I apologize for the rant, but this just never sat right with me.

Something else I noticed in today’s lecture, besides the recurring aspect of arrogance among many early archeological theorists, was a weird parallel between the moundbuilders/Mississippians and the Egyptians.
Both civilizations’ greatest treasures have been found in burial or mortuary sites.
Both of the most known mortuary sites are pointed.  (the Pyramids and the conical mounds)
I haven’t heard enough about the Mississippians to make any concrete conclusions yet, that has to wait until after spring break.
I found that really cool though, how there’s this wierd parallel between two people who had likely never seen each other or had any type of contact whatsoever, yet built similar monuments to their former fellows’ journeys to the afterlife.
Maybe, if there were writings by the Mississippians, we’d know as much about their lives as we do about the Egyptians, maybe then, we’d find some ancient union dispute on both sides of the Atlantic.


I love stories.  I love the majesty of the ancient past, how their architecture and cultures have somehow resounded even through the millennia to still enter our thoughts today.

Despite being a Physics major, I decided to take this class precisely because of that wonder, I wanted to hear the stories told by these old ruins, by the long-abandoned sites where civilization once thrived.  I wanted to feel the age of these places and to hear what they really had to say.

When I first signed up for this class, I had somehow convinced myself that there was going to be local fieldwork involved (I don’t know how I came to believe that, but I did) so I was slightly nervous coming into the first day, and more than slightly relieved when I finally figured out it was only a lecture class.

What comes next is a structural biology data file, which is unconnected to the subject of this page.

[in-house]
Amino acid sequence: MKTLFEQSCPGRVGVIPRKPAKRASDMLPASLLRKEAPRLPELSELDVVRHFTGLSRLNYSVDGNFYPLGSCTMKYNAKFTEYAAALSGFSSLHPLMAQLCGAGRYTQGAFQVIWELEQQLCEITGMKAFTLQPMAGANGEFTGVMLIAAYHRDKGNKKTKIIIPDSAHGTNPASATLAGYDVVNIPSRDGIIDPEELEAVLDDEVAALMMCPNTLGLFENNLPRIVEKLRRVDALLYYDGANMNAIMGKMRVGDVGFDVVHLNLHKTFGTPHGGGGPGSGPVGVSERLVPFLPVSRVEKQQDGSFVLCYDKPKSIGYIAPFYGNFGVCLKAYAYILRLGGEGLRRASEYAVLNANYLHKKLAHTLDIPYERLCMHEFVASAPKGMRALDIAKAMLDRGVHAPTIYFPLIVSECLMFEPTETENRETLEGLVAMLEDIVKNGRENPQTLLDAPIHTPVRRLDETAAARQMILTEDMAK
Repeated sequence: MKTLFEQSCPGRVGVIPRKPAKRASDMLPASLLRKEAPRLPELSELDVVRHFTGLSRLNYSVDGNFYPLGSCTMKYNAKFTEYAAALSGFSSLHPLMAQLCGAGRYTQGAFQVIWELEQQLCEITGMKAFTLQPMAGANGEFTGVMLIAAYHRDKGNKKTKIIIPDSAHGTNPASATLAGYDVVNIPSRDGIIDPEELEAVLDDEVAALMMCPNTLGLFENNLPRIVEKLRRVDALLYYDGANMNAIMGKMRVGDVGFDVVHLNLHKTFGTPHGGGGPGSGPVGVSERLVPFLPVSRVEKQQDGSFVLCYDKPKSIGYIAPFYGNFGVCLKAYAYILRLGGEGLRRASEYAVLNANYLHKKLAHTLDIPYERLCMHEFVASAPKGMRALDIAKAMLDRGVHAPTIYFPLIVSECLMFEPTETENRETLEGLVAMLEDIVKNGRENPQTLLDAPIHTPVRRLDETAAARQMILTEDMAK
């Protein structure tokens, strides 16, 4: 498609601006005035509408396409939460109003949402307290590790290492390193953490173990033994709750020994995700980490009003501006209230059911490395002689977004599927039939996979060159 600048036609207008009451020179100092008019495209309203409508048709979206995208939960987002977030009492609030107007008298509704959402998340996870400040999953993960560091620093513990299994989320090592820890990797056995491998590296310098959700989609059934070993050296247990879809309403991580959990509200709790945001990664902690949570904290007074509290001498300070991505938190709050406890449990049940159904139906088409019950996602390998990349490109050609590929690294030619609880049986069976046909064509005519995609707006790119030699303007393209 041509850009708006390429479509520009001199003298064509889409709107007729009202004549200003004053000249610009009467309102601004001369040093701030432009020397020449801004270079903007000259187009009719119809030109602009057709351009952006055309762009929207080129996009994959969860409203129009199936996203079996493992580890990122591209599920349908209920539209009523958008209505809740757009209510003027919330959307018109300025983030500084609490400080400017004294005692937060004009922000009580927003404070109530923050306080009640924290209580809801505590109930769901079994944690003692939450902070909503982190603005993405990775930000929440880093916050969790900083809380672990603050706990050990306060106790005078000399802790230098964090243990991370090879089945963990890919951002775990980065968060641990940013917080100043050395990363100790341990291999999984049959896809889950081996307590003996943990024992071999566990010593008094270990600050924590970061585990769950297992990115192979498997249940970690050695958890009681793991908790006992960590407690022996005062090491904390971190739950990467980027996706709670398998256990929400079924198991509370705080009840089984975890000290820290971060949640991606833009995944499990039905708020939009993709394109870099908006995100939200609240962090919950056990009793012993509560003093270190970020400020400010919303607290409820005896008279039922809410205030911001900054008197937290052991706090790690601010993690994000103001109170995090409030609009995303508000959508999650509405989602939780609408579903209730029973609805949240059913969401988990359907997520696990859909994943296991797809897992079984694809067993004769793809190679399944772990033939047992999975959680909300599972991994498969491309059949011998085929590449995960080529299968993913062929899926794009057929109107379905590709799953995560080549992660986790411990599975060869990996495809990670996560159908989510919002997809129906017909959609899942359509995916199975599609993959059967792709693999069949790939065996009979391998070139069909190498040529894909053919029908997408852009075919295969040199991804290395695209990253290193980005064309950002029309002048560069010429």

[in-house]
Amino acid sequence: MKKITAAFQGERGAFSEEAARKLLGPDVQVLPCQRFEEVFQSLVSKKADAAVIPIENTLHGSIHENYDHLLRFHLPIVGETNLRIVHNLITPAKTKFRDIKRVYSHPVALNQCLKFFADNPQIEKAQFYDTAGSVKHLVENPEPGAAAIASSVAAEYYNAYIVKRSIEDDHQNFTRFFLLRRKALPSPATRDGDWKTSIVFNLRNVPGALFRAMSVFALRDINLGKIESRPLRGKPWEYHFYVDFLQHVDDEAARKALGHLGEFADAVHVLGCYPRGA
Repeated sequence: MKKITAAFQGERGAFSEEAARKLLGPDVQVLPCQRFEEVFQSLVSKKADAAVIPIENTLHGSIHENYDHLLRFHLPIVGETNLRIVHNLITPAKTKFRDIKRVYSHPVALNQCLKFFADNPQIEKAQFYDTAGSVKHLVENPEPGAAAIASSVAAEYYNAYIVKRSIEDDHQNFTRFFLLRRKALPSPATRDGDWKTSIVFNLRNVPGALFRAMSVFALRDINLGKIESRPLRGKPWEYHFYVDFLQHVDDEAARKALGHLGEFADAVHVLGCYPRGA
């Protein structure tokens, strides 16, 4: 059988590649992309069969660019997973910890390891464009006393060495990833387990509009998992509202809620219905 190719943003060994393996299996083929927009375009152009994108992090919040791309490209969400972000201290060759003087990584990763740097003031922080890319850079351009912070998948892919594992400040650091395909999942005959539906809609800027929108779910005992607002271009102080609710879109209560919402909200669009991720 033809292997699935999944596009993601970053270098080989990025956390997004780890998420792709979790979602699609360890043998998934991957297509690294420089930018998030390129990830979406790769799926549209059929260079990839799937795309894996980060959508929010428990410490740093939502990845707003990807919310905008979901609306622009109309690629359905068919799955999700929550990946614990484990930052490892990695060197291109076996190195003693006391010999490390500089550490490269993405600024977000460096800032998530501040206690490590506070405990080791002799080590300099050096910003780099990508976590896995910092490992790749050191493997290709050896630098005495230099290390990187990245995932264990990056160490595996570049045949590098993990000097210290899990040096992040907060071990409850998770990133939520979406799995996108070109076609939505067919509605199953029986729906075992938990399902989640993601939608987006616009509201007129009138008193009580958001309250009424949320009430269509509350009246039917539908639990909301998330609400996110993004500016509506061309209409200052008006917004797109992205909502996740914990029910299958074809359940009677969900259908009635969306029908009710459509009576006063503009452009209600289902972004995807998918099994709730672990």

This is the second Anthropology class I have taken at MSU, the first being my ISS course in Physical anthropology.  Given that, I knew a fair bit of the first few lectures’ material already, and what was new managed to splice into what I knew fairly easily, but once we finally began our first Great Discovery during the last lecture, it finally clicked that I was going to really enjoy this class.

The Pyramids enjoy a great deal of attention from the rest of the world, and as the first and the last of the Seven Wonders of the Ancient World, they are quite deserving of such attention.  The last time I had studied Egyptian history was in middle school, so most anything I’d have learned was quite neatly forgotten by Tuesday.

Despite the gaps in my education, I quite enjoyed the video we watched, since it was quite informative and the artist’s renderings of the Pyramids in their prime were beautiful.  I can only imagine what they would’ve looked like before time and grave robber got ahold of them.  Tracing the origins of the pyramids through burial mound and step pyramid was a nice look into the Egyptian culture of the afterlife and how it was imitated by the Kushites, foreshadowing a very similar relationship (at least, that’s how I saw it) between the Greeks and the Romans; that both Greece and Egypt were conquered by foreign cultures, but influenced them to the point of absorbtion.

My one disappointment in this class is that, according the the class schedule, we aren’t studying the Petra complex in Jordan.  If it’s available for the Great Discovery project, I’d really like to look into that for mine.